236. Telegram From the Mission to the United Nations to the Department of State 1
New York, December 2, 1971, 0111Z.
4688. Subject: Successor to U Thant—Bush/Malik Mtg Dec 1.
- Summary. In meeting with Soviet PermRep Malik, latter confirmed USSR opposed to Jakobson, still advocated five-power appeal to U Thant to accept interim appointment, agreed US and USSR should approach France with a view to arranging five power meeting to discuss candidates.
- As follow-up to talk USUN 46542 Malik had lunch with Bush Dec 1. Issraelyan and Newlin present. Most of meeting devoted to getting Soviets to agree to procedure for consultations among five permanent members of SC.
- Bush said he had been reflecting on Malik’s cryptic remark Nov 30 that the US horse was just as dead as the Soviet horse (i.e. Thant). Malik said, “Your white horse is dead, I don’t know about your dark horse since I don’t know who he is.” When further sparring established beyond doubt Soviets referring to Jakobson, Bush denied that Jakobson was the US candidate. There were numerous well qualified candidates and Jakobson was among them; however, it was not true that the US was pushing him.
- When Bush inquired why the Soviets were opposed to Jakobson (at one point when Jakobson’s name was mentioned Malik drew a large X in the air) Issraelyan said he was opposed by an important group in the UN. We pointed out that we were unaware that the Arabs, as a group, had taken a formal position. Malik asserted this was the case.
- Bush then suggested procedure whereby five would meet without publicity. Each could submit list of names. All five lists would then be amalgamated into a master list. Copies of master list would then be distributed to each of five and names unacceptable to any del would have line drawn through them. Host would then take marked lists and make new master list containing only names of those who were acceptable to all five. This would begin process of weeding out clearly unacceptable candidates without putting the onus on any delegation for striking off a name. After list reduced to manageable size five could go on to express preference.
- At first Malik and Issraelyan did not understand suggested procedure. They agreed five should meet. However, each of five should put forward one candidate for consideration. Malik said he would propose U Thant. (After above procedure was explained twice, Soviets gave impression they might consider it.)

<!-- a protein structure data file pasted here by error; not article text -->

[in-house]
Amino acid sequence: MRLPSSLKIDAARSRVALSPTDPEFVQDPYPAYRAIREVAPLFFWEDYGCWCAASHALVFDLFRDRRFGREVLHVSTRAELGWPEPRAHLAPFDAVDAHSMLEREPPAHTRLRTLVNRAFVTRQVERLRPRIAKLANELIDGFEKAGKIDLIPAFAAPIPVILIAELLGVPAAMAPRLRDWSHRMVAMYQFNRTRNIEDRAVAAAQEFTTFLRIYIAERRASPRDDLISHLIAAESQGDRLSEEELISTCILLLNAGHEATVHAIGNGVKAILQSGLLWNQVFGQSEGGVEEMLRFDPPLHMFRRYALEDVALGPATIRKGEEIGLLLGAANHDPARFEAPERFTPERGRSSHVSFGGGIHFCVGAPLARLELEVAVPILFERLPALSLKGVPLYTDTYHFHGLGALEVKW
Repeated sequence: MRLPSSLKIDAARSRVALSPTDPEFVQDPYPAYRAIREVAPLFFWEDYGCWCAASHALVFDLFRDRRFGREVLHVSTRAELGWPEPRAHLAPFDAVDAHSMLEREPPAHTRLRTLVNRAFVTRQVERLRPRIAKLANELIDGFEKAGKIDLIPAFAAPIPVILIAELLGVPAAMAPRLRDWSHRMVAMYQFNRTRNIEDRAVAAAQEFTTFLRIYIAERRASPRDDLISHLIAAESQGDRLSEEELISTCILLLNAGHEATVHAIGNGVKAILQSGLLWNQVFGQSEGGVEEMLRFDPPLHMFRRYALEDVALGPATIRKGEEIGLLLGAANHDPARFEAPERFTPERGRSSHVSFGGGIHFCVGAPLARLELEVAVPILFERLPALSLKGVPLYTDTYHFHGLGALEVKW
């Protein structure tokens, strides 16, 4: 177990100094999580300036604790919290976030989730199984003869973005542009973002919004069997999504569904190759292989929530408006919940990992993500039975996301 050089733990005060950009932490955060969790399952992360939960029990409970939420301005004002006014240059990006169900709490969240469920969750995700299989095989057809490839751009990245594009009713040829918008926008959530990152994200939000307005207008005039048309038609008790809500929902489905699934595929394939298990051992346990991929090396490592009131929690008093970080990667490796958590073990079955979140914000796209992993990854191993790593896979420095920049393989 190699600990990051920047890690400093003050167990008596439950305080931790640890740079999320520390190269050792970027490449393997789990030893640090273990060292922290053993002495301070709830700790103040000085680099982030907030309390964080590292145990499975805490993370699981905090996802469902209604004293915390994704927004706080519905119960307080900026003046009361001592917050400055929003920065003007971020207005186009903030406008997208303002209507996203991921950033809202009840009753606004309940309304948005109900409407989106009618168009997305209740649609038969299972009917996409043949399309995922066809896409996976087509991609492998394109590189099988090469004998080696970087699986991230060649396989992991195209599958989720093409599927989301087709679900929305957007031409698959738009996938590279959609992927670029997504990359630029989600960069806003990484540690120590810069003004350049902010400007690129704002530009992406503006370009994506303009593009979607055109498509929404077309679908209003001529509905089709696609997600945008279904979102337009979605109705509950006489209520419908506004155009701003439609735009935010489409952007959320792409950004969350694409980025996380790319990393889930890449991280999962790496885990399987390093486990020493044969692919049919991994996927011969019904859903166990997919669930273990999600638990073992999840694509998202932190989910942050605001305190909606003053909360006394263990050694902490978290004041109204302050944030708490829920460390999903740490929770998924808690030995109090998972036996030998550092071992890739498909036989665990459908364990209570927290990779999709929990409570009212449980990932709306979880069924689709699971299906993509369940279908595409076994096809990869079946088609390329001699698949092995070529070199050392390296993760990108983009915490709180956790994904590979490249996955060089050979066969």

- Bush made clear idea of interim appointment for U Thant was non-starter. U Thant had definitively taken himself out of the race and was ill with a bleeding ulcer. US believed time had come for a change and we took him at his word that he would retire. We would not join in any appeal that he stay on.
- Bush and Malik finally agreed that they would jointly approach Kosciusko-Morizet (France) and suggest that he seek to arrange unpublicized five power meeting for purpose of discussing candidates. Malik said Sovs had proposed bilateral meeting to PRC but had received no reply.
- Bush later reported above to Crowe (UK) who had seen Malik as well as PRC (septel). UK informed Soviets that they considered Jakobson best qualified. Malik did not go as far with Crowe as to declare Jakobson a “dead horse”; he took line it was difficult to support someone who was opposed by an important group.UK agreed with approach to French but doubted that PRC would agree to meet with the four.
- Comment: Bush will approach Kosciusko-Morizet at SC meeting Dec 2. From initial comments of PRC we doubt that they will agree to attend five power meeting. If they refuse, four could then meet quietly to seek to reach agreement while at same time setting up some procedure for bilateral talks with PRC. We understand Mwaanga as current chairman of African group will approach all of five permanent members to urge that they get on with consultations on new SYG.
- Source: National Archives, Nixon Presidential Materials, NSC Files, Box 303, Agency Files, USUN, Vol. IX. Secret; Nodis; Noforn.↩
- In telegram 4654, December 1, Bush reported that Malik had met with Thant on November 30 in an effort to persuade him to continue to serve for an interim period. (Ibid.)↩